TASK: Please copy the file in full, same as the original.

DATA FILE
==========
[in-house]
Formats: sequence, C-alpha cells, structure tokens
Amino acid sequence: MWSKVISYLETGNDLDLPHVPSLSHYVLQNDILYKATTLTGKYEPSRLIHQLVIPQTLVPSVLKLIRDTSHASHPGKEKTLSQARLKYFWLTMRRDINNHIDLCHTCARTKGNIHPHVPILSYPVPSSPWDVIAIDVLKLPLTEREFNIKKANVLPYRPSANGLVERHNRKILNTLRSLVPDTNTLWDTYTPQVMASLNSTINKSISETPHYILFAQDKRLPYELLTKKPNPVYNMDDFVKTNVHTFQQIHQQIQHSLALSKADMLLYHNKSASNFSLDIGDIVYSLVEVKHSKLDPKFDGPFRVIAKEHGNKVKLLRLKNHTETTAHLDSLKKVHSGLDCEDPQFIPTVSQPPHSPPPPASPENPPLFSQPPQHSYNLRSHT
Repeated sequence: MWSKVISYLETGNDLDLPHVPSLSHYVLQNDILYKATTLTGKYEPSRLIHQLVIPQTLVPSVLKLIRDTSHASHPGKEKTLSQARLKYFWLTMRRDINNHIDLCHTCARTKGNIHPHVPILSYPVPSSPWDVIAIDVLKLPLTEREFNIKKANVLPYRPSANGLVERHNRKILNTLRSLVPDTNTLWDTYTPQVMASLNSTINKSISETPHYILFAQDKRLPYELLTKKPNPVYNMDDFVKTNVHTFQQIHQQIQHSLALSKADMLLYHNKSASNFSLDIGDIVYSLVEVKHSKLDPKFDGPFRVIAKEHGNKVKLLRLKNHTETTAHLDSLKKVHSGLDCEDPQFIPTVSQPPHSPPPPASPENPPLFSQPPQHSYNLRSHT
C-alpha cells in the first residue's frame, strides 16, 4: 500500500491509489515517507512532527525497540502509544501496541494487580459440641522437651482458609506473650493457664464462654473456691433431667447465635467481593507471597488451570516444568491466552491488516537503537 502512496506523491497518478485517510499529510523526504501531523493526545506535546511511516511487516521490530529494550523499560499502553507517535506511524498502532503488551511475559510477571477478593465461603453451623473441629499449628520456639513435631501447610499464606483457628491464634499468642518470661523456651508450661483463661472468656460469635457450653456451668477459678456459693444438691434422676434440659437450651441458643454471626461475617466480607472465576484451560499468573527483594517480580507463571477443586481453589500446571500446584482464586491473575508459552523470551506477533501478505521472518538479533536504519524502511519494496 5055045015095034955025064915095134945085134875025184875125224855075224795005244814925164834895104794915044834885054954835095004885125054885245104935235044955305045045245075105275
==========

[in-house]
Formats: sequence, C-alpha cells, structure tokens
Amino acid sequence: MWSKVISYLETGNDLDLPHVPSLSHYVLQNDILYKATTLTGKYEPSRLIHQLVIPQTLVPSVLKLIRDTSHASHPGKEKTLSQARLKYFWLTMRRDINNHIDLCHTCARTKGNIHPHVPILSYPVPSSPWDVIAIDVLKLPLTEREFNIKKANVLPYRPSANGLVERHNRKILNTLRSLVPDTNTLWDTYTPQVMASLNSTINKSISETPHYILFAQDKRLPYELLTKKPNPVYNMDDFVKTNVHTFQQIHQQIQHSLALSKADMLLYHNKSASNFSLDIGDIVYSLVEVKHSKLDPKFDGPFRVIAKEHGNKVKLLRLKNHTETTAHLDSLKKVHSGLDCEDPQFIPTVSQPPHSPPPPASPENPPLFSQPPQHSYNLRSHT
Repeated sequence: MWSKVISYLETGNDLDLPHVPSLSHYVLQNDILYKATTLTGKYEPSRLIHQLVIPQTLVPSVLKLIRDTSHASHPGKEKTLSQARLKYFWLTMRRDINNHIDLCHTCARTKGNIHPHVPILSYPVPSSPWDVIAIDVLKLPLTEREFNIKKANVLPYRPSANGLVERHNRKILNTLRSLVPDTNTLWDTYTPQVMASLNSTINKSISETPHYILFAQDKRLPYELLTKKPNPVYNMDDFVKTNVHTFQQIHQQIQHSLALSKADMLLYHNKSASNFSLDIGDIVYSLVEVKHSKLDPKFDGPFRVIAKEHGNKVKLLRLKNHTETTAHLDSLKKVHSGLDCEDPQFIPTVSQPPHSPPPPASPENPPLFSQPPQHSYNLRSHT
C-alpha cells in the first residue's frame, strides 16, 4: 500500500491509489515517507512532527525497540502509544501496541494487580459440641522437651482458609506473650493457664464462654473456691433431667447465635467481593507471597488451570516444568491466552491488516537503537 502512496506523491497518478485517510499529510523526504501531523493526545506535546511511516511487516521490530529494550523499560499502553507517535506511524498502532503488551511475559510477571477478593465461603453451623473441629499449628520456639513435631501447610499464606483457628491464634499468642518470661523456651508450661483463661472468656460469635457450653456451668477459678456459693444438691434422676434440659437450651441458643454471626461475617466480607472465576484451560499468573527483594517480580507463571477443586481453589500446571500446584482464586491473575508459552523470551506477533501478505521472518538479533536504519524502511519494496 5055045015095034955025064915095134945085134875025184875125224855075224795005244814925164834895104794915044834885054954835095004885125054885245104935235044955305045045245075105275